Of course it was not the "staying at home" part that was new. I had gone through a similar identity crisis a few years before when I first quit my job at Conde Nast. But that had felt like a choice. The commute became too much, and I had these two little girls at home, and we lived in this amazing apartment above a stable on the most incredible estate on the Long Island sound. Every day we would go down the stairs and see the horses and play pretend on the beach and it felt like a fantasy… not suburbia. If I had been on the Internet in the early 90s, I might have been tempted to turn it into some kind of blog or book à la Amanda Brooks' Farm From Home because it really did feel magical.
But that felt a million miles away from my new life in Wisconsin, where I was once again the new girl in town… this time as a snob who could not bring herself to bowl with the neighborhood moms. (An aside – I actually LOVE to bowl. Sid and I and the girls probably spent close to a dozen New Years Eves at a bowling alley. But that was so much fun with a cold pitcher of beer and my family… not at 10am with a bunch of women I didn't really know at Schwoegler Park Town Lanes.) In hindsight I can see how young and proud I was… unmoored and freaked out and scared of what I had gotten myself into.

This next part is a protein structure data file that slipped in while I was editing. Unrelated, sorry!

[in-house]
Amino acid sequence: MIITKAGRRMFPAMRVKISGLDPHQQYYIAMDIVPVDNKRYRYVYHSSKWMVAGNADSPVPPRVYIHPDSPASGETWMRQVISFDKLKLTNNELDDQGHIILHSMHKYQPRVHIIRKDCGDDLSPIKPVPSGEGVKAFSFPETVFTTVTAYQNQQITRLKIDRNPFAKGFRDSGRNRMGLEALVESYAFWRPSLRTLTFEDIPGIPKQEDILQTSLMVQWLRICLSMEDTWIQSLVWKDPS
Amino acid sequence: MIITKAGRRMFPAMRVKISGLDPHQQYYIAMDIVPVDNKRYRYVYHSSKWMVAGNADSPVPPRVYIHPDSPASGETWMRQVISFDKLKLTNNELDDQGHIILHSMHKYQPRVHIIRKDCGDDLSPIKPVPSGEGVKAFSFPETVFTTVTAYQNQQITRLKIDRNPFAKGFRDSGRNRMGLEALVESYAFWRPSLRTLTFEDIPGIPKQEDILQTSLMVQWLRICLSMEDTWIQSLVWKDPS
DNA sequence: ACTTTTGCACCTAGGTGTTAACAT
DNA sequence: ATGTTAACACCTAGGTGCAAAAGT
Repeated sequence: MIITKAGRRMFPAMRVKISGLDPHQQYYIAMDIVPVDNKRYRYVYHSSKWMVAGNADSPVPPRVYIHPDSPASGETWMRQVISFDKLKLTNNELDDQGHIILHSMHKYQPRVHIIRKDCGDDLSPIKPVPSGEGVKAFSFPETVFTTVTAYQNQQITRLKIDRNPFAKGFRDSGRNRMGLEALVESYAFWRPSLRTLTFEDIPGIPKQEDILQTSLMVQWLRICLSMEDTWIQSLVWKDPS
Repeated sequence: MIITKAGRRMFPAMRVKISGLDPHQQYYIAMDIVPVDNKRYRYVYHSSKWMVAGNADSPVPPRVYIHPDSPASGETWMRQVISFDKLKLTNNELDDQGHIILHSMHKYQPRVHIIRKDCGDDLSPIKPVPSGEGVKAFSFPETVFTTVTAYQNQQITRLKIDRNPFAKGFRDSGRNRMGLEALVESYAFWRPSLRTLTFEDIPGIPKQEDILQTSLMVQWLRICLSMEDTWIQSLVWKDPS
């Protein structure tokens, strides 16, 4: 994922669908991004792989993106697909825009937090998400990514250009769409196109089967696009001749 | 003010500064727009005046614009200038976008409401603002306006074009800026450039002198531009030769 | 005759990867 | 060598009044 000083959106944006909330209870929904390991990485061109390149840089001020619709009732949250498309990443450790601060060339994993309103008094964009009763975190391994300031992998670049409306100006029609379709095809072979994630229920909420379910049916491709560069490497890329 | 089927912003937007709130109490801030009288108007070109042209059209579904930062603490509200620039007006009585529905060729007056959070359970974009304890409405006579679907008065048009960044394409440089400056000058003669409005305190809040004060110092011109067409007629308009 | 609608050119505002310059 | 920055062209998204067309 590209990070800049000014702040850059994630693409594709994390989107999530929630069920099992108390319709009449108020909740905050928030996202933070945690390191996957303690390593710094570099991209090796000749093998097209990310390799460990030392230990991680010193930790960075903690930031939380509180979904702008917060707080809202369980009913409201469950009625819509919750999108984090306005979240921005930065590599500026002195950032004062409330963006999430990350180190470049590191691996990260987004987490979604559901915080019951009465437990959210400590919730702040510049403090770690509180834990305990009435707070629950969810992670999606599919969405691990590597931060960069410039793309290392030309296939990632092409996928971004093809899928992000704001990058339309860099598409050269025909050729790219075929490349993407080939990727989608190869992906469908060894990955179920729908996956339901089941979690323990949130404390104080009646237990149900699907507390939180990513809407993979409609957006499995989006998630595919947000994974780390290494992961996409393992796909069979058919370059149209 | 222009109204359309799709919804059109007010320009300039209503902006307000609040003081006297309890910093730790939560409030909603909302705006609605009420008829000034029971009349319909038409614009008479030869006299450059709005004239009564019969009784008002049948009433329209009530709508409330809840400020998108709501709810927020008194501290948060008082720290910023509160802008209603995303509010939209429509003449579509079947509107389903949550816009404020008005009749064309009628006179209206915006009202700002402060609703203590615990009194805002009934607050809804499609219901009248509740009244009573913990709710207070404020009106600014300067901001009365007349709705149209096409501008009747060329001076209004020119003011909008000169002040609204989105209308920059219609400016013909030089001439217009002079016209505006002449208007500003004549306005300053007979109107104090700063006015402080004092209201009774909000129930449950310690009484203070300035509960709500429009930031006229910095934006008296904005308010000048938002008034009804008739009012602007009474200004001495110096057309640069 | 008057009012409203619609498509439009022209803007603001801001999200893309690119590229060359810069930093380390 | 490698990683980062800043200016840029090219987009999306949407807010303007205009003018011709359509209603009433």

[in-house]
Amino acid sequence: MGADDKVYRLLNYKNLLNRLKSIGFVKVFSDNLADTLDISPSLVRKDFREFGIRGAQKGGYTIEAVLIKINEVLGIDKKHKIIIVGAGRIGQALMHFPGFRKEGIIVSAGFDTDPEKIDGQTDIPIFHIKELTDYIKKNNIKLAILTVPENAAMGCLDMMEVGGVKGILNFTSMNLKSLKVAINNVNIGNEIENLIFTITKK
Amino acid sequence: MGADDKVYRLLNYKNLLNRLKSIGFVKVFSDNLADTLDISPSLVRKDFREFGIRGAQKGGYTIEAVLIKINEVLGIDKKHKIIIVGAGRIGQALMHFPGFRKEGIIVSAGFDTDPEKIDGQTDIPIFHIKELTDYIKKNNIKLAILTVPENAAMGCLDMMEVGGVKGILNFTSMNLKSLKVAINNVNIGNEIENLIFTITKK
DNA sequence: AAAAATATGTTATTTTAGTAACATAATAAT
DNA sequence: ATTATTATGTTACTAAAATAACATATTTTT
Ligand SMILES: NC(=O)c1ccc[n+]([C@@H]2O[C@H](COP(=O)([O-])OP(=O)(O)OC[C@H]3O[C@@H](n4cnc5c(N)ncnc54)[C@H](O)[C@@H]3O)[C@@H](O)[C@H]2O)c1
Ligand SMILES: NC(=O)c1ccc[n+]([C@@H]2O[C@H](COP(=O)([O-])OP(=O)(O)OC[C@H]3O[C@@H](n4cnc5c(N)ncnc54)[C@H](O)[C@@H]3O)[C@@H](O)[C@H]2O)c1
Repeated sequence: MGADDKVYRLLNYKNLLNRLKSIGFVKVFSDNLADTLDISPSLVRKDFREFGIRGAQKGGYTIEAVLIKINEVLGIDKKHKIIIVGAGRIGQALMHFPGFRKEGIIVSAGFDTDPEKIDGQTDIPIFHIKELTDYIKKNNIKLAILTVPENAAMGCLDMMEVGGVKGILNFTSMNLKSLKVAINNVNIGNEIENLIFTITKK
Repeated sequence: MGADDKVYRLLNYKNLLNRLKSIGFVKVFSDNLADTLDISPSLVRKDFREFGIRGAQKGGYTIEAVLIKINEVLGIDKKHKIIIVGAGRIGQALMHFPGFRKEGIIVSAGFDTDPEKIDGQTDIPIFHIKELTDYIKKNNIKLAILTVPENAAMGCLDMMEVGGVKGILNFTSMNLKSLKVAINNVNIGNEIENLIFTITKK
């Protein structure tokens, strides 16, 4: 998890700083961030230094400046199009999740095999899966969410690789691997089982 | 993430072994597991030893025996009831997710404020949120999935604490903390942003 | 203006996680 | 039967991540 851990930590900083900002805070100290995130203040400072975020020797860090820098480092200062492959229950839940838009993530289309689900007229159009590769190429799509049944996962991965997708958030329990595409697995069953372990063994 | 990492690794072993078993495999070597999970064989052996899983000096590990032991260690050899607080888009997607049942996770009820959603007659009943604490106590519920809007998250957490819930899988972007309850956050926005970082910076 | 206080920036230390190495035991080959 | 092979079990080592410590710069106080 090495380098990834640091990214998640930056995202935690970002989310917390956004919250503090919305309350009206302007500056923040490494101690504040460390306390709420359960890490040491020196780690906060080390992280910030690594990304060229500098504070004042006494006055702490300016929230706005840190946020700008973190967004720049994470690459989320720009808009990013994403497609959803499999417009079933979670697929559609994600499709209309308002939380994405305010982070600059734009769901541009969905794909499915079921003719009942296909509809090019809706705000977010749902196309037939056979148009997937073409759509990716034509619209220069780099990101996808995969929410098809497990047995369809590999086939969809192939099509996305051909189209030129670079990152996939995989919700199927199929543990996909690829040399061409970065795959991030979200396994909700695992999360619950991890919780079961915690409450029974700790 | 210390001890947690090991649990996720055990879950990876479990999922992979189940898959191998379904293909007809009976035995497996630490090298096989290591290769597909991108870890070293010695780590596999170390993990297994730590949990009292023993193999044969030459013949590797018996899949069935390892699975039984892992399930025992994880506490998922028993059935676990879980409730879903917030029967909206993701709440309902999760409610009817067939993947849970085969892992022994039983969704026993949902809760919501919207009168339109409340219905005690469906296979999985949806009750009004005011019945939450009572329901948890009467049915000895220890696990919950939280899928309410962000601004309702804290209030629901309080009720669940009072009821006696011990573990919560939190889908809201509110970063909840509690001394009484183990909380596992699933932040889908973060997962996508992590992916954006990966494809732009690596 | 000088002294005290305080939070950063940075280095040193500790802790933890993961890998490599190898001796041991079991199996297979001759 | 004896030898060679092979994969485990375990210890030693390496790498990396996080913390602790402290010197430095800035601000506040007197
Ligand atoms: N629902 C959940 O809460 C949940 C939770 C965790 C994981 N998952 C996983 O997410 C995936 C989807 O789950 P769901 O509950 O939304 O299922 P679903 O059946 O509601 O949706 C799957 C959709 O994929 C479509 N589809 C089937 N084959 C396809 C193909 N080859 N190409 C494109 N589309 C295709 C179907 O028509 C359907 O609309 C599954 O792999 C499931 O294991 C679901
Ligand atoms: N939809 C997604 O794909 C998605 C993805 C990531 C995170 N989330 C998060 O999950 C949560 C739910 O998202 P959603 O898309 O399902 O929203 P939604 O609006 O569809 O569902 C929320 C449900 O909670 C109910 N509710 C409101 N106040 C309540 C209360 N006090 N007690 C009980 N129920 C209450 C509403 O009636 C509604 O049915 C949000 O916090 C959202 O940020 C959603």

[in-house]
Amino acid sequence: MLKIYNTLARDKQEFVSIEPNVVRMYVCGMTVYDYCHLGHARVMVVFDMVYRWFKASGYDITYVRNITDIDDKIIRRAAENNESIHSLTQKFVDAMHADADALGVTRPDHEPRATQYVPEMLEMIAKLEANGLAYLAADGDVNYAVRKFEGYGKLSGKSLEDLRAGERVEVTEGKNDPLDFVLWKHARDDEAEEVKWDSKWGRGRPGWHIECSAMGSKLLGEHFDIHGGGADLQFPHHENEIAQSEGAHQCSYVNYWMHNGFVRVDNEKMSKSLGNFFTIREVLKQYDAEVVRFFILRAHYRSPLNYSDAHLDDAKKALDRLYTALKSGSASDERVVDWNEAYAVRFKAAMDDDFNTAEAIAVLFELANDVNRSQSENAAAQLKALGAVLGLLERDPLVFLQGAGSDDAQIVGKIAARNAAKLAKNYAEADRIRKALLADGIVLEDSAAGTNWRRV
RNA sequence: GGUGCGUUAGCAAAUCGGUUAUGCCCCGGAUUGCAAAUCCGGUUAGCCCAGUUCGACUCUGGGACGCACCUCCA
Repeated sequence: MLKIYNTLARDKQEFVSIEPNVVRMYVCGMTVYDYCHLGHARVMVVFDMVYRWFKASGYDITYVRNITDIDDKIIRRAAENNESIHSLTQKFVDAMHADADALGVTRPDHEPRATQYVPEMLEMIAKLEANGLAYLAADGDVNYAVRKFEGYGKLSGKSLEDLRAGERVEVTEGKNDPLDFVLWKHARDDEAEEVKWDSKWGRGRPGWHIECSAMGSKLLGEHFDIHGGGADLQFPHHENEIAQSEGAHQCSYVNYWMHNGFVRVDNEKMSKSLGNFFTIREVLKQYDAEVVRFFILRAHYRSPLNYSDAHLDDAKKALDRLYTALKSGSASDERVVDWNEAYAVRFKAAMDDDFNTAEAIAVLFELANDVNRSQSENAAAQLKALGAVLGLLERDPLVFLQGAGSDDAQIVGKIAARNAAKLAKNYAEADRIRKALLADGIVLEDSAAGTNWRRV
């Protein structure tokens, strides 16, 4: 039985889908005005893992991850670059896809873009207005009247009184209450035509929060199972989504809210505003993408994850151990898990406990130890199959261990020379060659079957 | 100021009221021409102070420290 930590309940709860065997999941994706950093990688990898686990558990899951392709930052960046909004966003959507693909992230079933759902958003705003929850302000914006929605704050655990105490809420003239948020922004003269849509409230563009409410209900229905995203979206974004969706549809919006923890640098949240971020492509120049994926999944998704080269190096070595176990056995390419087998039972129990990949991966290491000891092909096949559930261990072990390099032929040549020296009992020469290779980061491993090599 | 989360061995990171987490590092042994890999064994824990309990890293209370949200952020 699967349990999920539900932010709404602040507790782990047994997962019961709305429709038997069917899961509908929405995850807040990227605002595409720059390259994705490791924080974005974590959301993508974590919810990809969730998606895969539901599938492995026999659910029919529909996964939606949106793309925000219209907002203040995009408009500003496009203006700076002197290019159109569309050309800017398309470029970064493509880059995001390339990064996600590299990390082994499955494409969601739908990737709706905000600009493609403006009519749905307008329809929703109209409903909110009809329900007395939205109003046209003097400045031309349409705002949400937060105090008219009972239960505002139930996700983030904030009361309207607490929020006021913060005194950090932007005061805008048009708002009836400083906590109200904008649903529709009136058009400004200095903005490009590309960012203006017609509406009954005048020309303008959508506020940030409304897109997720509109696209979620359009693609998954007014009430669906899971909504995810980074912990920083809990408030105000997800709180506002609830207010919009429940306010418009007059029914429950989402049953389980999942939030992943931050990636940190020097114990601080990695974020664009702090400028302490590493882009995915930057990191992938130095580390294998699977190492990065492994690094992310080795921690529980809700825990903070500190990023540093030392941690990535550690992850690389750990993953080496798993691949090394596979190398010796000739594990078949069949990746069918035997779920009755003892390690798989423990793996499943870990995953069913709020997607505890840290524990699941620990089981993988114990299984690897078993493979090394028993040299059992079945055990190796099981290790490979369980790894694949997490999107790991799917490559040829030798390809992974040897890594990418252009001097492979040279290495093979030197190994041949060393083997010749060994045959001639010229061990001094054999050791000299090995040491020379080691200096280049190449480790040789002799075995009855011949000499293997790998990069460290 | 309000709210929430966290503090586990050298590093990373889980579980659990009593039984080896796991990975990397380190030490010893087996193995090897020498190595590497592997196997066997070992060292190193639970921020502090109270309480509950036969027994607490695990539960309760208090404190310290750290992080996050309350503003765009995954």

And so I can also see now how something as small as a scarf, a little square of fabric, became so important to me. I got myself a little uniform of cute stretch khaki pants, cut slim with a little kick flare on the bottom, and hemmed at home to above the ankle. Flattering, but not too tight, machine-washable and -dryable, with pockets for mom stuff. I snagged them at the sale rack at Old Navy next to the Target in the strip mall and somehow had the foresight to buy 5 pairs. They weren't jeans… we were still a few years away from Seven For All Mankind and the golden years of premium fashion denim. They were kind of like 'slacks' which felt suburban – but in a cool way. I'd wear them with tight white t-shirts, sometimes a fitted polo. On my feet, driving moccasins with the rubber soles, or ballet flats, or Barbara Shaum sandals in the summer. Mom chic, I thought. And then – the scarf on my head! I felt like me.
full mom getup at school, slacks and all